Seed World

4 Things are Key to Our Future as Seed Growers


Membership numbers for our organization are well-known. With 3,500 members across the country, we are a large group that represents seed growers from coast-to-coast.

Currently there is only one category of CSGA membership (i.e. the individual in whose name the crop certificate is issued). Most of our members own and/ or work for one of approximately 2,500 businesses that produce pedigreed seed in Canada. Most of those businesses are farm-based.

At the heart of those businesses are farm family members and key employees. CSGA is currently consulting on a new membership model that recognizes the role of the business entity in seed production as well as the contribution of professional seed growers and others.

The proposal being considered is whether there should be multiple membership categories, including seed businesses, other related businesses, and individuals working in various professional categories in those businesses or elsewhere in the seed system. This could be accomplished within CSGA’s current business model or in a future national seed organization in which CSGA members and others would find a home (as proposed by the Seed Synergy Collaboration Project).

Within the proposal to consider multiple membership categories is a sub-proposal that the business entity be the core sustaining membership category (i.e. the one that pays the bulk of the seed certification fees) rather than the individual. This would potentially increase the incentive for individuals to keep up their memberships even in years they were not producing pedigreed seed and set the stage for the development of voluntary membership options.

This in turn would allow potentially many hundreds of professionals (seed growers, seed analysts, seed inspectors, breeders and the like) to participate in and contribute to the single national seeds organization proposed under Seed Synergy on a voluntary basis.

One key question about the proposed single organization is what its scope will be. Will it just be the sum of what the current organizations do or will

it go beyond that? At a minimum, it needs to do something the current organizations can’t do more effectively on their own. What will membership criteria be? Are we looking at only those who belong to the current organizations or do we open the doors of the seed industry up to others who historically haven’t been a part of it?

Going forward, our board’s initial objective is to reach a common position on all elements of the Seed Synergy White Paper with our seven provincial seed grower association branches by early April 2019. If we are successful, we will then begin work with them, with our Seed Synergy partners and potentially others in clarifying and confirming objectives and timelines and the details of the system and organizational changes required. To support this effort, face-to-face and electronic engagement with members has begun and will continue until project completion.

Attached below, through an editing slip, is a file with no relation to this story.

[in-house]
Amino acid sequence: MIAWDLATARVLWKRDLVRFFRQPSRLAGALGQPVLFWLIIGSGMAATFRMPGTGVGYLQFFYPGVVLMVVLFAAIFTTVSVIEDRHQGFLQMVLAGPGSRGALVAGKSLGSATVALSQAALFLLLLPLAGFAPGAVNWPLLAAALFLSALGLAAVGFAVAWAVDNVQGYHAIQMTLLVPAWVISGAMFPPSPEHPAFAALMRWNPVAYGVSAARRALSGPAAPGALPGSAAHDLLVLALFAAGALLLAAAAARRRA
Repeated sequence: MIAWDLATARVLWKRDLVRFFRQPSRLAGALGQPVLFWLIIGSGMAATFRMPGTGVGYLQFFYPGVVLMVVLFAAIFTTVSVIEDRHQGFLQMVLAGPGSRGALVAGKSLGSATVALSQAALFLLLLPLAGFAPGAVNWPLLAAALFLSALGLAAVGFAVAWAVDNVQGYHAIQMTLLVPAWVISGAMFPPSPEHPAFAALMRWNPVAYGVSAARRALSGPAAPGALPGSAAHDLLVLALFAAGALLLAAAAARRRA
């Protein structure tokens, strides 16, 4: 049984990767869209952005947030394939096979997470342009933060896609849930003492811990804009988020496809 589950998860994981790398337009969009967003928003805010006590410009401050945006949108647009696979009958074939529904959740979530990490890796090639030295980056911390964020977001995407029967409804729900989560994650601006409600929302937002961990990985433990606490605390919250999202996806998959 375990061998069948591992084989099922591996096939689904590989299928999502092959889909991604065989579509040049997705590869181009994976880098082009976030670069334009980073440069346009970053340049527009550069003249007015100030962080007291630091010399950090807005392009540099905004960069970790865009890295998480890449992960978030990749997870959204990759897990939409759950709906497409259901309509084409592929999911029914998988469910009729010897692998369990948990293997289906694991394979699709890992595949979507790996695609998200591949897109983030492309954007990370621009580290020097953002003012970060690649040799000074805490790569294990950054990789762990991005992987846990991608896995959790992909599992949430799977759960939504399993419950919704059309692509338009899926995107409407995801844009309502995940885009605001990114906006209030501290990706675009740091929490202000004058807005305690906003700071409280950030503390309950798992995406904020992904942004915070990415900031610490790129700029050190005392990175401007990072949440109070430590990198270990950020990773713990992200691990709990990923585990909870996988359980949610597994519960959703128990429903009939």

The initial phase of engagement is focusing on four key areas and related questions. These questions are deemed to be the most important in the very short term to allow the national and provincial association boards to formulate a clear and constructive starting position for the next round of Seed Synergy talks to begin later in 2019.

The questions that we are seeking feedback on first right now are:

1. Governance of a Single Organization: Should the representative governance model utilized by CSGA (where provinces and regions of the country nominate directors) be carried over into a new national seed organization in some form or should directors simply be selected based upon competency criteria from a national pool?

2. Membership of a Single Organization: Who should be eligible for membership in a new national seed organization? Should the core sustaining membership category be business- or individual-based, or a combination of both? If both, should voting rights vary by category and if so, which category or categories should be accorded the right to select association directors?

3. Single Organization Scope: Should a new national seed association include provincial branches? If so, should the current provincial seed grower associations broaden their membership to facilitate their involvement?

4. Single Window: What seed regulatory and service functions (eg. seed and crop certification, variety registration and eligibility for certification, facility audits, professional development and certification) should be vested in a new not-for-profit industry-governed seed organization and who should pay for the system?

Although value creation is a core component of the Seed Synergy value proposition and of vital importance to our members and the seed and agriculture sectors as a whole, the board is still in the early stages of formulating its position on the issue. For the time being, we believe that supporting the trailing royalty (SVUA) option proposed by AAFC and CFIA is the one most compatible with the growth of our core business — pedigreed seed production and sales and is the most likely to spur seed industry growth and development. However, this discussion is evolving and our thinking will need to evolve with it.

Coming back to the “single national seed organization” proposal for a moment, seed growers and others’ choice is clear — to share responsibility for their respective pieces of the system in exchange for a greater say on how the whole system works or not.